You can start by applying cool compresses or ice packs, raising the affected area above heart level, and drinking plenty of fluids. Wear loose clothing over the burned area until you heal up. To heal a sunburn really depends on how much damage your skin has taken. For a minor reddening of the surface, how to get rid of hotness might include applying ice packs and taking over-the-counter pain relievers as needed.
If you're dealing with large blisters or areas where the skin has been burned away, then how to treat singed skin will require medical care, so it's worth seeking that out if you end up in that situation! And how to avoid itching sunburns, involving moisturizing lotions or antihistamines like Diphenhydramine HCL 25mg, should always be a part of how to speed up recovery from sunburn.
Finally, how to prevent sunburns also involves how to avoid getting burned again; in other words, how to make sure you don't repeat the same mistakes next time! Even if you think you've been careful about sunscreen and shade, and especially if you just got a nasty burn despite those precautions, you can still learn how to prevent further damage.
Shea butter lotion is often recommended to treat sunburns because it helps reduce inflammation and soothe skin. Shea butter should be composed primarily of unsaponifiable fats and fatty acids. If you've never used shea butter before, test an area on the inside of your wrist to be sure that you're not allergic to what it contains.
Today, we know that using shea butter lotion after sunburn also involves using it on non-sunburned areas, and using shea butter after sun exposure isn't just about getting burned from the summer sun anymore. In fact, using shea butter on a regular basis can provide broader benefits, maybe even preventing issues like dryness or eczema from occurring in the first place.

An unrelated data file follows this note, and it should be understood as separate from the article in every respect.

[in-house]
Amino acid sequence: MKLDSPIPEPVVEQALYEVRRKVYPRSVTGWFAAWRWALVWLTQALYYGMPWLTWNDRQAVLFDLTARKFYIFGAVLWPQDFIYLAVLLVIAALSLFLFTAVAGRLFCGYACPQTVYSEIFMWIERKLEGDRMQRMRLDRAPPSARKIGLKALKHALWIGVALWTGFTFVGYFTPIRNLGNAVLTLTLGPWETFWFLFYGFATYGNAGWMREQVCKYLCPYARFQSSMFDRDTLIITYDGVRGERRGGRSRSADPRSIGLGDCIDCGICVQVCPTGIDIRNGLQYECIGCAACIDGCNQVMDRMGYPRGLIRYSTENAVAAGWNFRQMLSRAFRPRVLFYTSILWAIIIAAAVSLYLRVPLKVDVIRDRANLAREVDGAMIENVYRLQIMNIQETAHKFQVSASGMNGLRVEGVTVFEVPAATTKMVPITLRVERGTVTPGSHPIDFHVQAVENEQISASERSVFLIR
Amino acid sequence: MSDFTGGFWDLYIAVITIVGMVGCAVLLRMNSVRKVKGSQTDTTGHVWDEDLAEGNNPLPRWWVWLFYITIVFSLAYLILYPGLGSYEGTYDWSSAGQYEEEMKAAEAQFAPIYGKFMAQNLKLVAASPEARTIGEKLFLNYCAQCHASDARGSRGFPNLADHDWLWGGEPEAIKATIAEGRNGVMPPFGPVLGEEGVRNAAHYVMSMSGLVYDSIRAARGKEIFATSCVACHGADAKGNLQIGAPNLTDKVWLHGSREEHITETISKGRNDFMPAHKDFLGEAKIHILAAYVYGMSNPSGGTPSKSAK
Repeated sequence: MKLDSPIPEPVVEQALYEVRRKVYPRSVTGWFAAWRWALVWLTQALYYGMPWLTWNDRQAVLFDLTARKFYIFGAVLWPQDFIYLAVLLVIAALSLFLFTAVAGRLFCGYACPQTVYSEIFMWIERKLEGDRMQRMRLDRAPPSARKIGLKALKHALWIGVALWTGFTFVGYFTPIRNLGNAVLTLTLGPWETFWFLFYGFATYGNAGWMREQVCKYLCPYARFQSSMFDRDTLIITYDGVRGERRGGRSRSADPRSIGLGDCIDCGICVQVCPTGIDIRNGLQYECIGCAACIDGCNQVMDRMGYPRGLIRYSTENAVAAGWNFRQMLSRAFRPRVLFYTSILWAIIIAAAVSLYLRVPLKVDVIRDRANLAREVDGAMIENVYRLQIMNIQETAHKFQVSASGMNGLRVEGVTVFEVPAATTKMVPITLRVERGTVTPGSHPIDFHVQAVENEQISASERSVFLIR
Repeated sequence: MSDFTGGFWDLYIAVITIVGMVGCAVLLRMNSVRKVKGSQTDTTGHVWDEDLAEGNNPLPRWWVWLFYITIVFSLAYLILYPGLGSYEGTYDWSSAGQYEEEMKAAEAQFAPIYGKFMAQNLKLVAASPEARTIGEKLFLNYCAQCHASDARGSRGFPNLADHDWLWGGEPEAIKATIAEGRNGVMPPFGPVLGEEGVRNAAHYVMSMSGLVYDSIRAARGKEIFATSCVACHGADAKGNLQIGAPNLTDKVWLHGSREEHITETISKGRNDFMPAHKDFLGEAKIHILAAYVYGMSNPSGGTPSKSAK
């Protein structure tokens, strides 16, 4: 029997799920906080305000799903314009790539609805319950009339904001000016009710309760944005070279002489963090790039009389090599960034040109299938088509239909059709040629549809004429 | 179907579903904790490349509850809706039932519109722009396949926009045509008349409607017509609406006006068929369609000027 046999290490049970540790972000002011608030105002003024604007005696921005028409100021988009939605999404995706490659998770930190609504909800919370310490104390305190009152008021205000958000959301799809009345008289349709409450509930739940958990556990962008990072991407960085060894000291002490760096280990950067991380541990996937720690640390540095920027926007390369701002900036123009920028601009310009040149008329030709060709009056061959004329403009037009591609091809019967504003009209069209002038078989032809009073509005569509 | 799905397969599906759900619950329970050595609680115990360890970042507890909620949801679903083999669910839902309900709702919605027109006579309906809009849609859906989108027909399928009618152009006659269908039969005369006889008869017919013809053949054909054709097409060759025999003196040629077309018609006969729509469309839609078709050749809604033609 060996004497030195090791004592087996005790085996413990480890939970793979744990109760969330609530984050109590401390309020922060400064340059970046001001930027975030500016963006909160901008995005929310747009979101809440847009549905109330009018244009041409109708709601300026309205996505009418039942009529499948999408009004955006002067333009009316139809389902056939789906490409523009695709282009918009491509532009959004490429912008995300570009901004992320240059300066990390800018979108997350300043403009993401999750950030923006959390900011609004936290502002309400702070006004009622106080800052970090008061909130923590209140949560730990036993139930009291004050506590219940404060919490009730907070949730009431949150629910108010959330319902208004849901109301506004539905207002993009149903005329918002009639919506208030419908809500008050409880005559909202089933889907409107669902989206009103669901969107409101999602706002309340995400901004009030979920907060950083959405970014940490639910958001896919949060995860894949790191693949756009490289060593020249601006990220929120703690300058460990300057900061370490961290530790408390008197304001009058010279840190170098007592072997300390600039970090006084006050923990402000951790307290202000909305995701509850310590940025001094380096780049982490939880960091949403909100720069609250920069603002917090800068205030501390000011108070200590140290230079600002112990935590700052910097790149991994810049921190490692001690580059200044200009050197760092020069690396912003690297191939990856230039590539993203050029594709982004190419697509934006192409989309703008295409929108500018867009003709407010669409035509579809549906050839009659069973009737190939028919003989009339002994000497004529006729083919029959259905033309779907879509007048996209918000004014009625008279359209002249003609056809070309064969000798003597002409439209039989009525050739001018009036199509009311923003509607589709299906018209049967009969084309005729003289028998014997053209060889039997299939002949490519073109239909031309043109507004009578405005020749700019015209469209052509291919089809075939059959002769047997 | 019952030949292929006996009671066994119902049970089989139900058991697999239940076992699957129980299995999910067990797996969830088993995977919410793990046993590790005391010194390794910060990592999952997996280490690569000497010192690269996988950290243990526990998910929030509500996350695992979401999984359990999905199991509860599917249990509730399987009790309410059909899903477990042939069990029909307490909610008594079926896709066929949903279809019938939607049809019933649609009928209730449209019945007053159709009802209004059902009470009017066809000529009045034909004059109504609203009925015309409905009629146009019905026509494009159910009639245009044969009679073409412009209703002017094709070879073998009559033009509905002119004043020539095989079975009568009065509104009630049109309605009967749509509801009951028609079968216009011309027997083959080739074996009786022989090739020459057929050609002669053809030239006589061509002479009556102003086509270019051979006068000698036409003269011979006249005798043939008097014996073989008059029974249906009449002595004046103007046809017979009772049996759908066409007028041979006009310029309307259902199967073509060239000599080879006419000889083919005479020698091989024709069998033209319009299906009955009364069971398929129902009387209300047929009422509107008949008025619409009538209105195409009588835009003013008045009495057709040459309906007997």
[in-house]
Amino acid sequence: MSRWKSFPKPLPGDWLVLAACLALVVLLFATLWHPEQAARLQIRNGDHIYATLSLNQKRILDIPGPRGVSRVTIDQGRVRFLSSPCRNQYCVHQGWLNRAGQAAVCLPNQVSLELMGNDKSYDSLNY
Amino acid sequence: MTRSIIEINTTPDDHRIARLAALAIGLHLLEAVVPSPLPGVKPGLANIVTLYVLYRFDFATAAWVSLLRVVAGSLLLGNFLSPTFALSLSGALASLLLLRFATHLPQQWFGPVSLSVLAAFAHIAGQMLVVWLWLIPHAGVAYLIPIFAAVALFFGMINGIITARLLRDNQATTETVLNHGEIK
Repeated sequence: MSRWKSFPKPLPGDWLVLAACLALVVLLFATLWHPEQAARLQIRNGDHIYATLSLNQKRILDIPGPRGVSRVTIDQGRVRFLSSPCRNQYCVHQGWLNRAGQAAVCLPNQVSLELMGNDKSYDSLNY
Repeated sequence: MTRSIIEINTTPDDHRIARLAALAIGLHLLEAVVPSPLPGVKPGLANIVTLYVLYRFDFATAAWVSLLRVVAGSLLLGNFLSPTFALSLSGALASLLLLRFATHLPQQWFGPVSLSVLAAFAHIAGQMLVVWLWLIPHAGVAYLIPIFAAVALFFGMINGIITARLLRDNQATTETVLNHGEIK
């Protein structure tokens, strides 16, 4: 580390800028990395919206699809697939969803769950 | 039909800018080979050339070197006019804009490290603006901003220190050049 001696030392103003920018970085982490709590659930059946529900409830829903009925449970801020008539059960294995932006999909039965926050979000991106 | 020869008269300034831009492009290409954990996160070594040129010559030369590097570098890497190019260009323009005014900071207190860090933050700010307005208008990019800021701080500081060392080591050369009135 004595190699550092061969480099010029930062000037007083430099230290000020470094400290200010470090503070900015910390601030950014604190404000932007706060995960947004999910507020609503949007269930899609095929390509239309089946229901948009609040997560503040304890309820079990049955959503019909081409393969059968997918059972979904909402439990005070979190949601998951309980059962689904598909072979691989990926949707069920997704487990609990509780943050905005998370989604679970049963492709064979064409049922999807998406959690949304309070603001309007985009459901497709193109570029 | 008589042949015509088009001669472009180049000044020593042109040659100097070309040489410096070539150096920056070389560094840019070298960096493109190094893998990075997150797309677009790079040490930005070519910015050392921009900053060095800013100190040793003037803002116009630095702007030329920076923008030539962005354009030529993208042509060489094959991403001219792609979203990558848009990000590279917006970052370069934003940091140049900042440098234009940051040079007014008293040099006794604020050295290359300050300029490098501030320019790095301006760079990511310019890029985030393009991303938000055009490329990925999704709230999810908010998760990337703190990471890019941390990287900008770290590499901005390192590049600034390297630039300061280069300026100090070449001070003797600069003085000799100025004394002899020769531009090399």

If using shea butter after sunburns seems appealing, then using it for sunburn treatment will start to make even more sense if you know how using shea butter for skincare benefits your overall health inside and out!
Native only to Africa, the Karite tree (whose fruit produces shea butter) is now only grown in the southern regions of Ghana, Mali, and Burkina Faso. Shea Butter Uses are many, and shea butter benefits are among the most extensive in terms of natural lotions. The fatty acid content of using shea butter makes it useful for moisturizing skin that's become dried out or irritated by using sunscreen or other irritants.
Using shea butter on a regular basis is as simple as using it after using sunscreen. Applying shea butter after sun exposure will instantly begin to relieve discomfort and pain. Shea butter sunburn relief helps your skin recover from the damage caused by those UV rays, and using a shea butter lotion after sunburn can stave off further issues like dryness or eczema (or even the redness of rosacea).
Shea butter benefits go beyond treating sunburns, in fact, using shea butter on a regular basis will help keep your body moisturized throughout the day and night! Using shea butter before bedtime is especially important because that's when the skin repairs itself the most, but using shea butter during the day also helps harden skin so that it isn't as likely to feel dry or scratchy.
Shea butter sunburn relief hasn't just changed; it's also grown! The internet is now full of blogs that offer instructions on using shea butter, using shea butter benefits, shea butter recipes including using shea butter body cream and shea butter lip balm. Instructions for using shea butter will often include what it does, but since using shea butter on a regular basis can be important (and even preventative), learning how to use this natural lotion should actually start before your first possible sunburn ever occurs!
At AETHEION, we have a product specifically designed for nasty sunburns. Our ZC5 After Sun lotion for sunburn is formulated with Shea butter as its main ingredient. This after-sun lotion for sunburn ensures fast relief to red, swollen, or inflamed skin due to overexposure to the sun. It also quickly restores moisture to dry skin. However, keep in mind that it does not contain sun-blocking ingredients, so it can't be used as sunscreen.